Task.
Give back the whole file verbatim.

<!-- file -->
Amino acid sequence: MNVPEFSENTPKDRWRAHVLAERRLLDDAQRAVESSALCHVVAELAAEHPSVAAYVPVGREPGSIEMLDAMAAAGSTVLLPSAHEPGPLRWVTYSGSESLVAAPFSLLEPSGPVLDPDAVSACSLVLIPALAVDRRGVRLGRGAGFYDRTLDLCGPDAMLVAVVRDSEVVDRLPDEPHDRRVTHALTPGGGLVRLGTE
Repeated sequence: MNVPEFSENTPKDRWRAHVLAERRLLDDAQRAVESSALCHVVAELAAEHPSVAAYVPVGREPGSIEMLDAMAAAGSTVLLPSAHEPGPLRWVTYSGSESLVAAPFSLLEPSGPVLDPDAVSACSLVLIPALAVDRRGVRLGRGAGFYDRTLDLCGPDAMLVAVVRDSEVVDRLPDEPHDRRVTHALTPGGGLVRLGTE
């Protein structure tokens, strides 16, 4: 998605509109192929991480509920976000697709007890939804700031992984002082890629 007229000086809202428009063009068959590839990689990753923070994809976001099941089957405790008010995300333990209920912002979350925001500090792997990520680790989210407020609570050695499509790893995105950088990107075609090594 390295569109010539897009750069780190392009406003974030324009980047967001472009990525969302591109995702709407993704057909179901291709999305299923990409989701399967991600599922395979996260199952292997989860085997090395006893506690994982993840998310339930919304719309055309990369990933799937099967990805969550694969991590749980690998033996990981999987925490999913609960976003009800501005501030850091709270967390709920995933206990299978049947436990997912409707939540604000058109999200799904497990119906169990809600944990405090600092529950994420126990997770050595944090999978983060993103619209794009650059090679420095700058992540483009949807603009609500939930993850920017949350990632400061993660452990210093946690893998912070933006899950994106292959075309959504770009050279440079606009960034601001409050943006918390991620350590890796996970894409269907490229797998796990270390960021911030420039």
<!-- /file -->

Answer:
Amino acid sequence: MNVPEFSENTPKDRWRAHVLAERRLLDDAQRAVESSALCHVVAELAAEHPSVAAYVPVGREPGSIEMLDAMAAAGSTVLLPSAHEPGPLRWVTYSGSESLVAAPFSLLEPSGPVLDPDAVSACSLVLIPALAVDRRGVRLGRGAGFYDRTLDLCGPDAMLVAVVRDSEVVDRLPDEPHDRRVTHALTPGGGLVRLGTE
Repeated sequence: MNVPEFSENTPKDRWRAHVLAERRLLDDAQRAVESSALCHVVAELAAEHPSVAAYVPVGREPGSIEMLDAMAAAGSTVLLPSAHEPGPLRWVTYSGSESLVAAPFSLLEPSGPVLDPDAVSACSLVLIPALAVDRRGVRLGRGAGFYDRTLDLCGPDAMLVAVVRDSEVVDRLPDEPHDRRVTHALTPGGGLVRLGTE
């Protein structure tokens, strides 16, 4: 998605509109192929991480509920976000697709007890939804700031992984002082890629 007229000086809202428009063009068959590839990689990753923070994809976001099941089957405790008010995300333990209920912002979350925001500090792997990520680790989210407020609570050695499509790893995105950088990107075609090594 390295569109010539897009750069780190392009406003974030324009980047967001472009990525969302591109995702709407993704057909179901291709999305299923990409989701399967991600599922395979996260199952292997989860085997090395006893506690994982993840998310339930919304719309055309990369990933799937099967990805969550694969991590749980690998033996990981999987925490999913609960976003009800501005501030850091709270967390709920995933206990299978049947436990997912409707939540604000058109999200799904497990119906169990809600944990405090600092529950994420126990997770050595944090999978983060993103619209794009650059090679420095700058992540483009949807603009609500939930993850920017949350990632400061993660452990210093946690893998912070933006899950994106292959075309959504770009050279440079606009960034601001409050943006918390991620350590890796996970894409269907490229797998796990270390960021911030420039």